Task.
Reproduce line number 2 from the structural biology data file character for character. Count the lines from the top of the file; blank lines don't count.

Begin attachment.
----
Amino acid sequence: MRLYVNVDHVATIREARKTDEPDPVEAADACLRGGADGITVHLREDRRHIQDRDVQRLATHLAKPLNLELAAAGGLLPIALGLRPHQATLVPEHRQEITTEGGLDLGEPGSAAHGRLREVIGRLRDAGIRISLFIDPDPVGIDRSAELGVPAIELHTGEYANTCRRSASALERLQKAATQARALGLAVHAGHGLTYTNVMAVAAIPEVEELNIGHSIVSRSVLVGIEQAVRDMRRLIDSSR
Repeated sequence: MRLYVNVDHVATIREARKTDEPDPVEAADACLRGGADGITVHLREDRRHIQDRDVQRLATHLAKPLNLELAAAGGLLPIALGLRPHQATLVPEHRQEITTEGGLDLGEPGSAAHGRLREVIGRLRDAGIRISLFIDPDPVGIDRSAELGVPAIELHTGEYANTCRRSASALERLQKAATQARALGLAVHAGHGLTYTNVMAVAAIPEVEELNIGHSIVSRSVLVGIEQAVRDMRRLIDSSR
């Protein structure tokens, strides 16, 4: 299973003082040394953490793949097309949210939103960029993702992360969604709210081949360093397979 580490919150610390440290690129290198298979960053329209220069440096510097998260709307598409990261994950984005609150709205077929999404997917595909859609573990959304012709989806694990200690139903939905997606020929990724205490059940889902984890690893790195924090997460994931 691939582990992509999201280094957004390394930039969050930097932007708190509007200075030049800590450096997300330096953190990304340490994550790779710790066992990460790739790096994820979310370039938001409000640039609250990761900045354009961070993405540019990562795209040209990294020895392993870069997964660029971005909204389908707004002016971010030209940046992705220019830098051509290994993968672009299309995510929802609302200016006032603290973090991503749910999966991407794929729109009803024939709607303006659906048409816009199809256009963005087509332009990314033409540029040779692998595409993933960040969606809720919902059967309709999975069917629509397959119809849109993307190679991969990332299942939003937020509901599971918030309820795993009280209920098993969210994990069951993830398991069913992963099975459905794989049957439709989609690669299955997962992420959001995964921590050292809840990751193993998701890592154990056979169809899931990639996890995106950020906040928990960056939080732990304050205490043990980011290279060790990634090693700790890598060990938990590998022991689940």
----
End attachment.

Repeated sequence: MRLYVNVDHVATIREARKTDEPDPVEAADACLRGGADGITVHLREDRRHIQDRDVQRLATHLAKPLNLELAAAGGLLPIALGLRPHQATLVPEHRQEITTEGGLDLGEPGSAAHGRLREVIGRLRDAGIRISLFIDPDPVGIDRSAELGVPAIELHTGEYANTCRRSASALERLQKAATQARALGLAVHAGHGLTYTNVMAVAAIPEVEELNIGHSIVSRSVLVGIEQAVRDMRRLIDSSR